JACKSONVILLE, Fla. – After police said they caught three students with guns at three different Duval County schools on Wednesday, Superintendent Dr. Nikolai Vitti said parents need to be more involved.
Two of the arrests were at high schools -- First Coast and Ed White -- and one was at an elementary school – Chaffee Trail.
Vitti said its an unfortunate reality that weapons are in schools, but that one weapon is one too many.
He said parents need to be better at monitoring access to weapons, whether that's at home or in the neighborhood, and they need to be aware of who their children are spending time with.
So far in the 2016-17 school year, there have been nine incidents involving guns being brought to school, resulting in nine arrests.
Seven of those incidents involved students, one involved a teacher and one was parent who was parked on school property.
First Coast High has had more issues than any other school this year with five total arrests being made for incidents involving weapons on school property.
“Last year, you had the bomb threats. Even though that was a prank, still that was a concern,” First Coast High parent Shay Green said. “Now it's the guns and it's knives. Eventually, something needs to be done.”
Green is one of many parents on edge after the recent spike in student arrests for bringing weapons to schools.
“Whether we're talking about one or 10, one is too many, because we know that something tragic could happen at any point when I weapon is in a school,” Vitti said.
Vitti wants parents to know that he has been clear with principals that if any weapons are found on school property, parents must immediately be notified.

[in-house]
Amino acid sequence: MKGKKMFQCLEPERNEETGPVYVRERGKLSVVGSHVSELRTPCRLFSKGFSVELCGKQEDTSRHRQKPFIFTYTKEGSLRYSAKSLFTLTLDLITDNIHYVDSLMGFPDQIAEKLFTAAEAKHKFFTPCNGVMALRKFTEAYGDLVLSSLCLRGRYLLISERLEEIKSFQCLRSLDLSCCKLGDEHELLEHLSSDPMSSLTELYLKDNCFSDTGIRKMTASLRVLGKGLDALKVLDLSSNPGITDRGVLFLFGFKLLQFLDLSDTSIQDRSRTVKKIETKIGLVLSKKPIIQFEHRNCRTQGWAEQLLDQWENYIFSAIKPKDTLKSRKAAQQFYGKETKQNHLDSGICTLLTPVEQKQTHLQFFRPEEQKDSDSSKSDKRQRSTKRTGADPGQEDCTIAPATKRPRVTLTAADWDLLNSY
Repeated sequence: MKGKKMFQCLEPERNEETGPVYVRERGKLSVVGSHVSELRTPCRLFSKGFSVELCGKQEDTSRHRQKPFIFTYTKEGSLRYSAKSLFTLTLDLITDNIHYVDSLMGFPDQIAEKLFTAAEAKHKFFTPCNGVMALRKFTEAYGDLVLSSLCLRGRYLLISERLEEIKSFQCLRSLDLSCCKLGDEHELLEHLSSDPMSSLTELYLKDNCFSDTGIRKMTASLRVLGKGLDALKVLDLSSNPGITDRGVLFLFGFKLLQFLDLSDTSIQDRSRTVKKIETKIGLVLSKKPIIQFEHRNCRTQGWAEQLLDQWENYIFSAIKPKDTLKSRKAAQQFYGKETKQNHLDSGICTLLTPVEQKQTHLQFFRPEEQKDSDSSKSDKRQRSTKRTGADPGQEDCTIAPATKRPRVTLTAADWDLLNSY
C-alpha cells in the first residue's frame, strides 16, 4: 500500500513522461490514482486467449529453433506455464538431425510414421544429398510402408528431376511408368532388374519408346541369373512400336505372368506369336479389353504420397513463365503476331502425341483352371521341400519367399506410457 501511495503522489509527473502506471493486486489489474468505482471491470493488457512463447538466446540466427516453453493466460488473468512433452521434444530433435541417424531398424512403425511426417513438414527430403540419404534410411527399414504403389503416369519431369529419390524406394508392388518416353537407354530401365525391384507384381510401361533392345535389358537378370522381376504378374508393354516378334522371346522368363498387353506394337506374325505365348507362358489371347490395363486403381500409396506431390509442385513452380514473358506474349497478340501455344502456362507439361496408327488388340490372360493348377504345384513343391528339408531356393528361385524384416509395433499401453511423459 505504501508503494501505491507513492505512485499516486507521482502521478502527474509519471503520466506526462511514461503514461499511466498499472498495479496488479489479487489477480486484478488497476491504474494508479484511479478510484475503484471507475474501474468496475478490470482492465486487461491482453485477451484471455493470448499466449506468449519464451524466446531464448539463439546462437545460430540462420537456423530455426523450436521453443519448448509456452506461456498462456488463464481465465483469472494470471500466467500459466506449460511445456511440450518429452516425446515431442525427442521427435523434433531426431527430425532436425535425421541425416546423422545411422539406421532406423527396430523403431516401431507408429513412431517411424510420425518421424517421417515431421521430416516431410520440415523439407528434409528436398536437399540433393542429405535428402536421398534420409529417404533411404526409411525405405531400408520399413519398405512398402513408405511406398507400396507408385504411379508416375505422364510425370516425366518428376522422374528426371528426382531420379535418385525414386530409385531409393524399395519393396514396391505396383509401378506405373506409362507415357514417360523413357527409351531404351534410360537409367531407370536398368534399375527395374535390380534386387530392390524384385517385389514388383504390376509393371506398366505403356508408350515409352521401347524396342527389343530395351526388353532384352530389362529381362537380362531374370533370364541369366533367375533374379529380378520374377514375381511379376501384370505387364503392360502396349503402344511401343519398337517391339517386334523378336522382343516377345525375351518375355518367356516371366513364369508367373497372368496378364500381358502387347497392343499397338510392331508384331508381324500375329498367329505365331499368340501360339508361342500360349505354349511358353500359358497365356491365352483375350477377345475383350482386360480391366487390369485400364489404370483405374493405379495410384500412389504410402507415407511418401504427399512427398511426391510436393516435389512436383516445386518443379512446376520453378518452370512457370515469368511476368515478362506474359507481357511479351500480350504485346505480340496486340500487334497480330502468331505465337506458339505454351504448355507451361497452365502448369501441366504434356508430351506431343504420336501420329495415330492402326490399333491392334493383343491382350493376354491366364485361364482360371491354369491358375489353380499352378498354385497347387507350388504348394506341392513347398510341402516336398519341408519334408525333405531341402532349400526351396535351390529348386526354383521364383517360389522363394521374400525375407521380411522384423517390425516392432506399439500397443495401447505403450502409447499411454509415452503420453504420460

“I think that's important to build trust and an openness and a level of transparency,” Vitti said. “There's always a possible thought process of, 'Well, no one was hurt. People don't need to know about it. It was harmless. The student accidentally put a knife in their bag.' Every situation, I've been very clear and firm that we're going to tell parents.”
Vitti said if there is anything that gives him a bit of peace in all of this it’s that the district has no evidence that any of the weapons found this school year were planned to be used to harm anyone.
He said it will take a team effort from administration, staff, police and parents to keep guns out of schools. He said the district plans to expand its parent academy classes to help.
“I'll be quite blunt and direct and say the class is about adults being comfortable being an adult in the child-adult relationship,” Vitti said. “Too many parents are acting like friends to their children and not as the adult and not as the role model, and we need to see more of that.”
Vitti said he also believes socioeconomic status can play a role in these types of incidents, saying job security and unemployment can lead to more crime, which can lead to an increased desire for weapons, making it more likely for a gun to land in a student’s hands.